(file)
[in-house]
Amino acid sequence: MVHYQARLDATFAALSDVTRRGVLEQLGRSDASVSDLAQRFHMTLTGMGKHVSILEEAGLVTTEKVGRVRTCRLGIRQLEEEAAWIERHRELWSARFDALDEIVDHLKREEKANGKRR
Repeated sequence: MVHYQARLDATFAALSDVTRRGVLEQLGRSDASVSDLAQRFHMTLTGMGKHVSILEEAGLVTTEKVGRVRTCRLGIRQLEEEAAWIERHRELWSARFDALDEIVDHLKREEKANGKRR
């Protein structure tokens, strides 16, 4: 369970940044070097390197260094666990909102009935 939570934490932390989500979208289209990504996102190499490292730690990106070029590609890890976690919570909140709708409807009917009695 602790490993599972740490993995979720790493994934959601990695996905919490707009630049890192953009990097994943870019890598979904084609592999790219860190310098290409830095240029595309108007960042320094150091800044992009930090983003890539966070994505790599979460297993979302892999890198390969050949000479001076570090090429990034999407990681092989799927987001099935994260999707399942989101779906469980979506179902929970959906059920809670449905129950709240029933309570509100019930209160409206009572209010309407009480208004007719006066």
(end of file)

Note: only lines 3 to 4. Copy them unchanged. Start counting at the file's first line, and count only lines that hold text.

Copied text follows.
Repeated sequence: MVHYQARLDATFAALSDVTRRGVLEQLGRSDASVSDLAQRFHMTLTGMGKHVSILEEAGLVTTEKVGRVRTCRLGIRQLEEEAAWIERHRELWSARFDALDEIVDHLKREEKANGKRR
């Protein structure tokens, strides 16, 4: 369970940044070097390197260094666990909102009935 939570934490932390989500979208289209990504996102190499490292730690990106070029590609890890976690919570909140709708409807009917009695 602790490993599972740490993995979720790493994934959601990695996905919490707009630049890192953009990097994943870019890598979904084609592999790219860190310098290409830095240029595309108007960042320094150091800044992009930090983003890539966070994505790599979460297993979302892999890198390969050949000479001076570090090429990034999407990681092989799927987001099935994260999707399942989101779906469980979506179902929970959906059920809670449905129950709240029933309570509100019930209160409206009572209010309407009480208004007719006066």